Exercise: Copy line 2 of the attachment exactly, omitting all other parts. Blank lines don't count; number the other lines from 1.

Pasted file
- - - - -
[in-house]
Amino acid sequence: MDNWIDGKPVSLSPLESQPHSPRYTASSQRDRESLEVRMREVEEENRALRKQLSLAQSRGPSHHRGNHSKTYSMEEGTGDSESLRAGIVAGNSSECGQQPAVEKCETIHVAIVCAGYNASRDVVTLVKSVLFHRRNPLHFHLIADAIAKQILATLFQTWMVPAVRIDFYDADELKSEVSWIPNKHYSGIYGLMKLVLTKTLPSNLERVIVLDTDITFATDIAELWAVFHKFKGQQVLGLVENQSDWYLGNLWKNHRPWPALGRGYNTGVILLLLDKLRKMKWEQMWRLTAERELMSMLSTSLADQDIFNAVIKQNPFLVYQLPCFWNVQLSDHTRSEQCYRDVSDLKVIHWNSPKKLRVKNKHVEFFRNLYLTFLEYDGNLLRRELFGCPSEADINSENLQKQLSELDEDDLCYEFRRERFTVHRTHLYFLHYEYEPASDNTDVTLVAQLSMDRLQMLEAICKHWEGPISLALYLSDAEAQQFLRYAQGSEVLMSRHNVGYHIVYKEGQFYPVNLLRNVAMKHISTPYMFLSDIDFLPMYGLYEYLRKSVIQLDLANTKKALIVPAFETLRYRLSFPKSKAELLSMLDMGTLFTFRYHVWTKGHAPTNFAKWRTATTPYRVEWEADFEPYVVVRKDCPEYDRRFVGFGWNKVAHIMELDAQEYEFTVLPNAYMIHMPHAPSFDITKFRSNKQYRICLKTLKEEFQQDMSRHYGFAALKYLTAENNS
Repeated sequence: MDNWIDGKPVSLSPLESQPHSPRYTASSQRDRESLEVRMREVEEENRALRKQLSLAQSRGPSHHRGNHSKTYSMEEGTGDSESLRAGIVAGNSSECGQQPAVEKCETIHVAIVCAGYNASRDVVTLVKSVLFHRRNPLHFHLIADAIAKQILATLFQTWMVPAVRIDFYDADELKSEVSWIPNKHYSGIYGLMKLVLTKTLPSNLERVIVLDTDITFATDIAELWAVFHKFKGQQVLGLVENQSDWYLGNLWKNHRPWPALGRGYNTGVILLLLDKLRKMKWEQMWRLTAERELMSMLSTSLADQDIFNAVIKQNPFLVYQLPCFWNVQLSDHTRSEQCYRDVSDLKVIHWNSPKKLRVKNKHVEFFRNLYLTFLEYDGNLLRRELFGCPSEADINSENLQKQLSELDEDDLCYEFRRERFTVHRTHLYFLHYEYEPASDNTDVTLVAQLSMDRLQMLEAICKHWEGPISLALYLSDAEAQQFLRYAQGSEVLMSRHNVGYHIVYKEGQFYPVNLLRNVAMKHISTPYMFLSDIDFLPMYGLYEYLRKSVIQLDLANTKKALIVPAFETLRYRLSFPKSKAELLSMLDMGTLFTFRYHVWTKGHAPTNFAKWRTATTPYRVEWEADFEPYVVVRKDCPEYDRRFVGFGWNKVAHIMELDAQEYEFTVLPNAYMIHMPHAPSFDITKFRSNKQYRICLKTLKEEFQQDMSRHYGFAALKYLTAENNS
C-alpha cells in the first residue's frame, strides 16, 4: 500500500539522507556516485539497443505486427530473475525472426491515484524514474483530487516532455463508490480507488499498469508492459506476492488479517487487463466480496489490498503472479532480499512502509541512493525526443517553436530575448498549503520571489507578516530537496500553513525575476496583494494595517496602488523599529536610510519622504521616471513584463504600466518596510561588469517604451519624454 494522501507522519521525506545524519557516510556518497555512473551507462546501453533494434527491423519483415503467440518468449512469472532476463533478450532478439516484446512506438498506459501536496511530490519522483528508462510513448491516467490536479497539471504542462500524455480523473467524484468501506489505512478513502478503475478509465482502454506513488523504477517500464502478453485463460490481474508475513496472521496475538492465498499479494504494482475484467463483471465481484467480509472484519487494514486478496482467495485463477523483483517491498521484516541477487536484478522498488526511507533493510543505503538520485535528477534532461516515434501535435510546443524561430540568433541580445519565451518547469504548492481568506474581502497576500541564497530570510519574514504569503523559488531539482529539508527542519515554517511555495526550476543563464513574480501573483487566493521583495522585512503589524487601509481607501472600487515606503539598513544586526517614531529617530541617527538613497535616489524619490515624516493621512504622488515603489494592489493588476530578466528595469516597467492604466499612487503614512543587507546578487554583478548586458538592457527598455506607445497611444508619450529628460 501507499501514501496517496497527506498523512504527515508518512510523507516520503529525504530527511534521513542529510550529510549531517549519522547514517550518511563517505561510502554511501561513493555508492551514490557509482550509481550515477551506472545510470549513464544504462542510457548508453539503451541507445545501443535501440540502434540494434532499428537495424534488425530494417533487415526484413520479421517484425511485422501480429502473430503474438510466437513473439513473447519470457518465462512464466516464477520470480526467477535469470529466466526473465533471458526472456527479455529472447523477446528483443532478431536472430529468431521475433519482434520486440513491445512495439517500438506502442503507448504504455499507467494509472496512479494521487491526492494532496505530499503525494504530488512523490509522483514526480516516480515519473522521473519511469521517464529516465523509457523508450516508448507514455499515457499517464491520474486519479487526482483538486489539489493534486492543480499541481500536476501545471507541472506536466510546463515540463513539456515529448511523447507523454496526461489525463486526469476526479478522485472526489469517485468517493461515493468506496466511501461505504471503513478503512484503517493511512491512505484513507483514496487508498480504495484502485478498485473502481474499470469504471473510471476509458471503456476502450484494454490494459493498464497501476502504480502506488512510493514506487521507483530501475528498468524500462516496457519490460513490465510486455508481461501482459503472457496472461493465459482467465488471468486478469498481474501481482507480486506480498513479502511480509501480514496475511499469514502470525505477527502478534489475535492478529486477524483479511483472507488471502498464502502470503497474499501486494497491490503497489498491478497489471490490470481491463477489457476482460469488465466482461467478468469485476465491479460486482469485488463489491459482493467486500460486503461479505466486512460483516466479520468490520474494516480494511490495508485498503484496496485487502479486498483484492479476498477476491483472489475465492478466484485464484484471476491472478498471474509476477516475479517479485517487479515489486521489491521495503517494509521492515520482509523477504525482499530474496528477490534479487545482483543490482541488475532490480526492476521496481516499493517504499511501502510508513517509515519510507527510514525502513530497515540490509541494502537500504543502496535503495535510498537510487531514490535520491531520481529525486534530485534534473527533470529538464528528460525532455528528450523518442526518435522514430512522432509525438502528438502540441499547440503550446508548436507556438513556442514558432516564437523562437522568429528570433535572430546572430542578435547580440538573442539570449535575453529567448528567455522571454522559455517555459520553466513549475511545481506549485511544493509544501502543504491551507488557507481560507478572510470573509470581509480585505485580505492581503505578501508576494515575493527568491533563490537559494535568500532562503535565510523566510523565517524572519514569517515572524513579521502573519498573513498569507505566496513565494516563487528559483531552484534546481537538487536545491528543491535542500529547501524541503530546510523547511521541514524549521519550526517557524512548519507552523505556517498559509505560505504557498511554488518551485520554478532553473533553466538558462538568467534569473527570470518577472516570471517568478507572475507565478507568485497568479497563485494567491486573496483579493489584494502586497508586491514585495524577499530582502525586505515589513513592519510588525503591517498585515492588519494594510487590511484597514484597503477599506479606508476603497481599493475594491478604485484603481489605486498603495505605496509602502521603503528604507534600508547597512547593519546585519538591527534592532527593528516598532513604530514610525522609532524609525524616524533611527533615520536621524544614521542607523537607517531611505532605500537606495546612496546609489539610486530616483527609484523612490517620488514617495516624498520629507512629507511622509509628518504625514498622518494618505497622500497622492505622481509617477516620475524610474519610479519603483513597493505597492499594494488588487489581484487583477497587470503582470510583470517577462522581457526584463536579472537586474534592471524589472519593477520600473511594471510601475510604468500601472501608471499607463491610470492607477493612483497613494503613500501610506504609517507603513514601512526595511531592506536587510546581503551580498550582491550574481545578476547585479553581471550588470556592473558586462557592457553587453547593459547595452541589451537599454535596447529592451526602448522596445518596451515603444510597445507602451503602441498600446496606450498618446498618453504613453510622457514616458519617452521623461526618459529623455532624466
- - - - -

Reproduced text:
Amino acid sequence: MDNWIDGKPVSLSPLESQPHSPRYTASSQRDRESLEVRMREVEEENRALRKQLSLAQSRGPSHHRGNHSKTYSMEEGTGDSESLRAGIVAGNSSECGQQPAVEKCETIHVAIVCAGYNASRDVVTLVKSVLFHRRNPLHFHLIADAIAKQILATLFQTWMVPAVRIDFYDADELKSEVSWIPNKHYSGIYGLMKLVLTKTLPSNLERVIVLDTDITFATDIAELWAVFHKFKGQQVLGLVENQSDWYLGNLWKNHRPWPALGRGYNTGVILLLLDKLRKMKWEQMWRLTAERELMSMLSTSLADQDIFNAVIKQNPFLVYQLPCFWNVQLSDHTRSEQCYRDVSDLKVIHWNSPKKLRVKNKHVEFFRNLYLTFLEYDGNLLRRELFGCPSEADINSENLQKQLSELDEDDLCYEFRRERFTVHRTHLYFLHYEYEPASDNTDVTLVAQLSMDRLQMLEAICKHWEGPISLALYLSDAEAQQFLRYAQGSEVLMSRHNVGYHIVYKEGQFYPVNLLRNVAMKHISTPYMFLSDIDFLPMYGLYEYLRKSVIQLDLANTKKALIVPAFETLRYRLSFPKSKAELLSMLDMGTLFTFRYHVWTKGHAPTNFAKWRTATTPYRVEWEADFEPYVVVRKDCPEYDRRFVGFGWNKVAHIMELDAQEYEFTVLPNAYMIHMPHAPSFDITKFRSNKQYRICLKTLKEEFQQDMSRHYGFAALKYLTAENNS